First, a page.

I have to take this moment to apologize because the first two cars had pictures only available as freeze frames on old 8MM films. The quality is pretty poor, but historically significant. The second “car” is known to most in northern New York only as “Moody's Goose”. When the Hoyt family started up Saranac Lake Speedway, their son Jimmy and his friend Wes “Slugger” Moody got the racing bug. Hoyt had a few more financial resources at his disposal than his tough buddy.

From Dan Ody's 8MM Old Speedways DVD's
Moody's Goose eases by the camera at one of the first races
for Saranac Lake Speedway around 1959ish. Below – Moody's next car
was a lot more like a regular stock car.

Moody Family Photo by Bob Mackey

         Undeterred, Moody managed to trade a sled dog harness set to an old man in the community get an ancient Ford or Chevy sedan. No one can recall which it was, but it was likely a Ford. Wes soon had the car as stripped out as possible, a few hasty bars welded in, and a number – 21 ½ spray painted on it. The car was a smoking wonder, helping the bucolic backwoods oval keep its mosquito count down. Wes gave it his best against actual stock car racers with good GMC six motors and more than a feew overhead V-8 sportsman coupes.

         The old black sedan would struggle around in the midst of the cars until it would usually slip back and finally give up the ghost. So determined was Moody that, when the original motor seized, he got some help from Ben Keys, a big guy who ran Airborne and over at Malletts Bay in Vermont with an underfunded white #8Ball. With no hoist or other equipment, Moody tipped the Goose over on its side, removed the offending engine, and replaced it with one given to him by Keys. He never did have any luck with the Goose and ended up, soon after, with a more normal '37 Ford coupe.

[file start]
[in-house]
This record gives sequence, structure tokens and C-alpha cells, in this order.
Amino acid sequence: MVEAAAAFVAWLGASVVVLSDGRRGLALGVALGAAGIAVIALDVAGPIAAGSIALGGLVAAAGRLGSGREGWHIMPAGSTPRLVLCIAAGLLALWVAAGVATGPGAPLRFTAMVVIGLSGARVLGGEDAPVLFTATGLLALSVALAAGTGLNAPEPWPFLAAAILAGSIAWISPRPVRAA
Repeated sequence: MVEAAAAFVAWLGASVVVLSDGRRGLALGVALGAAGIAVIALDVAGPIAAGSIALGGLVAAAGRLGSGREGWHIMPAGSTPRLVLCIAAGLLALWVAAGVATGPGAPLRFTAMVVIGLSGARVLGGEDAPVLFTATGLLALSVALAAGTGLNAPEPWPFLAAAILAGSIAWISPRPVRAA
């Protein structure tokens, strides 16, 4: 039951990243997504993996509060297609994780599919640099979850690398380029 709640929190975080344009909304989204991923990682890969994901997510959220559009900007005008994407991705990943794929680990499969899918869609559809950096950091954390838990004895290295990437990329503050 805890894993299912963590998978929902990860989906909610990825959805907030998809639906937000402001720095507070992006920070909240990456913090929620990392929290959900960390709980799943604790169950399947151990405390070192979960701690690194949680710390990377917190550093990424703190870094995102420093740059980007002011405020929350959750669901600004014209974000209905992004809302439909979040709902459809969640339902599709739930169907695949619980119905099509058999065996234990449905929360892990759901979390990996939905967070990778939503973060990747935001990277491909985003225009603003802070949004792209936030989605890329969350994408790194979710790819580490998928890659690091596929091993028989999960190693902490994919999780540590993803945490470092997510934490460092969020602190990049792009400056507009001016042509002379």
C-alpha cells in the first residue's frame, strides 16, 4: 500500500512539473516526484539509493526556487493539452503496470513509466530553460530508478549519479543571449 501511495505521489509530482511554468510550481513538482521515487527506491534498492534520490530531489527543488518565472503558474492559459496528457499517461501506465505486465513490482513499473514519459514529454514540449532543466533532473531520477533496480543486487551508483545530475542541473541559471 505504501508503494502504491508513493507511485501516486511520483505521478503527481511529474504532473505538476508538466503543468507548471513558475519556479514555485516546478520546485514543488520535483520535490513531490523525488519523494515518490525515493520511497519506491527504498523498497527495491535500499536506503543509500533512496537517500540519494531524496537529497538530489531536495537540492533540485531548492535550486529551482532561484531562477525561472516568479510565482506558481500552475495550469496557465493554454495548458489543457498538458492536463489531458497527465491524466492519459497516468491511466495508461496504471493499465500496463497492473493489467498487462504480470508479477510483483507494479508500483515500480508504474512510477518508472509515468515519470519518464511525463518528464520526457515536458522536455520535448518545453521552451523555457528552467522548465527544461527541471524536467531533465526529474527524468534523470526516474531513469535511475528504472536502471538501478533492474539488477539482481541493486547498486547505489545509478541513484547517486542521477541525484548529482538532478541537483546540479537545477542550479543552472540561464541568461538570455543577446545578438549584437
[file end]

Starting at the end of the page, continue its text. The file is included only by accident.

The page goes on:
Bob Mackey Photo
Big Ben Keys offered a young Wes Moody a helping hand. Below - Wes got that number from Sonny Sawyer's 21, one of his local heroes.

From Dan Odys's 8MM Old Speedways DVD's

         It wasn't a very big deal in the early 1950's to see stock cars with the roll cage on the exterior. As a matter of fact, whether they knew it or not, some of the forward bars acted much like the setups on USAC Silver Crown cars in stabilizing the cars in making them handle a little better. But, still, there were exo cars and then there were EXO CARS ! One of the worst ones I ever saw ran at the informal track near Lyndonville, Vermont, called Webster Flats. The driver was Jackie Coolbeth, who would go one to a decent career at Northeastern Speedway and Thunder Road International Speedbowl.

         The Coolbeth coupe was a little special to begin with because a big majority of the exo cars were sedans. Racers from the Northeastern part of Vermont treated racing as they do in Australia and New Zealand: can anyone say roller derby ? Smashing into opponents and dumping them off the track was what you did, not what you protested. So, the cars were built accordingly. In fact, when the faster, lighter and more normal Chittenden County racers came up into this atmosphere, the northern style often ended up in some sort of riot.